I've been riding steel for a while now and recently added a CAAD10 to the fleet. I am planning on taking it with me on our upcoming vacation.

I have a Thule gateeway 2 (trunk rack) that I've been transporting the steel bikes on very happily. My question is, should I be concerned carrying the lightweight aluminum frame in such a manner?

I brought the bike home from the shop initially this way and I felt that I had it secured on there without placing too much undue pressure on the frame itself. However, that was a short 5-10 mile transport.

Update: I have found it and included here. Upon re-inspection, I see that it says "not recommended" for either, but "do not use" is for CF.

"hAnGeR RACk On this type the bicycle hangs on two arms projecting aft from a trunk mounted rack: Not recommended for either carbon or aluminum bikes. Do not use on bikes with carbon fiber tubes. The point loading where the arms contact the underside of the tubes may crack the tubes. Additionally the lower part of the bike is difficult to secure, and it may move, causing chafing and structural wear. Additionally when two bikes are mounted on these racks the contact points between the bikes may be cracked or chafed, causing structural damage."

PDF here page labeled 101 (103 of PDF)

  • Welcome to Bicycles SE. It looks like you found the answer and edited it into your question. On this site, it's perfectly acceptable to post an answer to your own question and is actually preferable to editing it into the question.
    – jimchristie
    Commented Jun 19, 2014 at 21:44
  • @jimirings Thanks. I added that information as an update as it was still somewhat unclear to me whether it was accepted practice and hoped to receive some additional comments.
    – Matthew
    Commented Jun 19, 2014 at 23:04

2 Answers 2


As far a aluminum goes, do this experiment. Get an empty soda can with no dents and stand on it. It will support your weight. Now put the tiniest dent in the side, notice how easily this happens. Stand on it and it collapses with a fraction of the weight it previously supported.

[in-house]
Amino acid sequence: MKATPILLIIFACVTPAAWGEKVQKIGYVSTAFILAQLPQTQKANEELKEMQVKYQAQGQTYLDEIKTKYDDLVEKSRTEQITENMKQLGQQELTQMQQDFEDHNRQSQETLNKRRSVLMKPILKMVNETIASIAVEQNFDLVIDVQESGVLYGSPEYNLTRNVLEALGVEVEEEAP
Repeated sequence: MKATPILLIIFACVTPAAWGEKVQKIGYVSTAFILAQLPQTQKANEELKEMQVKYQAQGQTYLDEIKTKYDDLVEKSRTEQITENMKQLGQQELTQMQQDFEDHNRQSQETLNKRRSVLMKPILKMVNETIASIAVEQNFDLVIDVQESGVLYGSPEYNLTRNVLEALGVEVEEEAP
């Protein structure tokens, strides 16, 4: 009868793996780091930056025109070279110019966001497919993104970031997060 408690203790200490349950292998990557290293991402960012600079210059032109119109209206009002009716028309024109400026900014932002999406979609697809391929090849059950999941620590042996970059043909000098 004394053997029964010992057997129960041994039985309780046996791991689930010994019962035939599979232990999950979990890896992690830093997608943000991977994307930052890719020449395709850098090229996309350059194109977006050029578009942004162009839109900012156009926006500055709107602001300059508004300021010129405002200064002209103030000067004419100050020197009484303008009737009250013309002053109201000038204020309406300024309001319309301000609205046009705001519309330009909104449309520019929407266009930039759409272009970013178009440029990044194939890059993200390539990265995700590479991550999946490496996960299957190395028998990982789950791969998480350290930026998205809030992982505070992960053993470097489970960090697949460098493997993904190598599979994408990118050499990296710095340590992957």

How does this translate to bikes? A bike frame is built much much stronger than it needs to be to support the forces generated when riding. They are built to withstand the forces that will cause dents, the even a dent in aluminum can be catastrophic.

When placing a bike on a rack such as yours, there is a chance it can be dented - probably not from straps being too tight, most likely from other bikes on the same rack banging into it. If you secure the bikes firmly, they are fine. You must use padding between them of some sort - "Dog Bones" are great (plastic spacers with a strap at each end), or foam. If the bikes can swing around freely you damage them.

I used this style rack for years with aluminum bikes, as do most of my mates. The main reason to discourage the use of such racks is every bike I carry has paint damage from rubbing against another bike where I was a little less careful than I could have been putting them on. I have seen derailleurs knocked off from them as well. Roof racks or rail based racks are much better at protecting the bike in transit and virtually ensure no forces are generated that will break a frame.

  • Thanks for the tips. I think I will attempt to pad the heck out of it for this trip and think about investing in a proper rooftop solution should I find myself transporting it more often.
    – Matthew
    Commented Jun 20, 2014 at 14:25

Are you worried about the weight of the bike or the pressure of the straps?

Riding the bike it has to support your weight and the weight of the bike. On the rack it only has to support the weight of the bike. The top tube is taking more force with you riding the bike than the bike hanging from the top tube.

As for crushing the tube with a strap. A rubber or cloth strap is not going to crush a metal tube. Consider the seat post. You crank down on the metal seat collar with a more force than a strap and it does not damage the tube or seat post.

I see the OP also posted a link
It does recommend not using a hanger rack for aluminum
Still seems like it would be safe to me

I had a thought. First take off an panniers and any bulky items. Second take off the wheels. It is going to be light and catch less wind. Maybe even drop the seat all the way down. I had dogs and bikes (one carbon) the other day and that is what I did.

  • Thanks! This was my thinking as well. However, I took a glance at the information that was provided by Cannondale and it was saying that CF and Aluminum frames shouldn't be carried other than with a roof rack and tracks. I figured it was somewhat FUD from the legal department but wanted to check with the community.
    – Matthew
    Commented Jun 19, 2014 at 17:25
  • @Matthew I did not know that Cannondale advised not to. It still seems like a long shot a strap could harm a metal tube. You should post that link.
    – paparazzo
    Commented Jun 19, 2014 at 17:32
  • I will see if I can find it online and post. I have it in the physical booklet.
    – Matthew
    Commented Jun 19, 2014 at 17:37

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